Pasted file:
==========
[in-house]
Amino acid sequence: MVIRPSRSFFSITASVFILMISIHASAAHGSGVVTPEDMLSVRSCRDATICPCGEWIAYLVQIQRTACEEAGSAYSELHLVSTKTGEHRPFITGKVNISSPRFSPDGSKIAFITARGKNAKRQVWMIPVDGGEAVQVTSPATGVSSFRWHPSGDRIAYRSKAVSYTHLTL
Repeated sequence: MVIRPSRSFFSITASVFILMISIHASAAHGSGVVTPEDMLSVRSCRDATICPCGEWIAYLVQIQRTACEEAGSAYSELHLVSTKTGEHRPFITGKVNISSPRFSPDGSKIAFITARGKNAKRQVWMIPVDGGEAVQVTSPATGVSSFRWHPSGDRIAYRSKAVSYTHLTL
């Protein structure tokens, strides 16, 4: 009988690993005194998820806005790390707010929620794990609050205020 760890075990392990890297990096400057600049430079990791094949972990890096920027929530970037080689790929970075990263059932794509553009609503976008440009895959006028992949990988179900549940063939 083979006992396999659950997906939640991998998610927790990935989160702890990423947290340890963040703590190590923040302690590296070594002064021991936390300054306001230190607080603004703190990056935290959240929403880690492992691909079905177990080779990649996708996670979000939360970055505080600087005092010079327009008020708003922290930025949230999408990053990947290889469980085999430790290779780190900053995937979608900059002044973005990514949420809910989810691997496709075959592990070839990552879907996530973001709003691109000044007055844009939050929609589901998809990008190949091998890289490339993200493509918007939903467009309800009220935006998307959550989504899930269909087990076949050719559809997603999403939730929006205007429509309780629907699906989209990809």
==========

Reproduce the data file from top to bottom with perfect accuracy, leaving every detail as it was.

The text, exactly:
[in-house]
Amino acid sequence: MVIRPSRSFFSITASVFILMISIHASAAHGSGVVTPEDMLSVRSCRDATICPCGEWIAYLVQIQRTACEEAGSAYSELHLVSTKTGEHRPFITGKVNISSPRFSPDGSKIAFITARGKNAKRQVWMIPVDGGEAVQVTSPATGVSSFRWHPSGDRIAYRSKAVSYTHLTL
Repeated sequence: MVIRPSRSFFSITASVFILMISIHASAAHGSGVVTPEDMLSVRSCRDATICPCGEWIAYLVQIQRTACEEAGSAYSELHLVSTKTGEHRPFITGKVNISSPRFSPDGSKIAFITARGKNAKRQVWMIPVDGGEAVQVTSPATGVSSFRWHPSGDRIAYRSKAVSYTHLTL
């Protein structure tokens, strides 16, 4: 009988690993005194998820806005790390707010929620794990609050205020 760890075990392990890297990096400057600049430079990791094949972990890096920027929530970037080689790929970075990263059932794509553009609503976008440009895959006028992949990988179900549940063939 083979006992396999659950997906939640991998998610927790990935989160702890990423947290340890963040703590190590923040302690590296070594002064021991936390300054306001230190607080603004703190990056935290959240929403880690492992691909079905177990080779990649996708996670979000939360970055505080600087005092010079327009008020708003922290930025949230999408990053990947290889469980085999430790290779780190900053995937979608900059002044973005990514949420809910989810691997496709075959592990070839990552879907996530973001709003691109000044007055844009939050929609589901998809990008190949091998890289490339993200493509918007939903467009309800009220935006998307959550989504899930269909087990076949050719559809997603999403939730929006205007429509309780629907699906989209990809």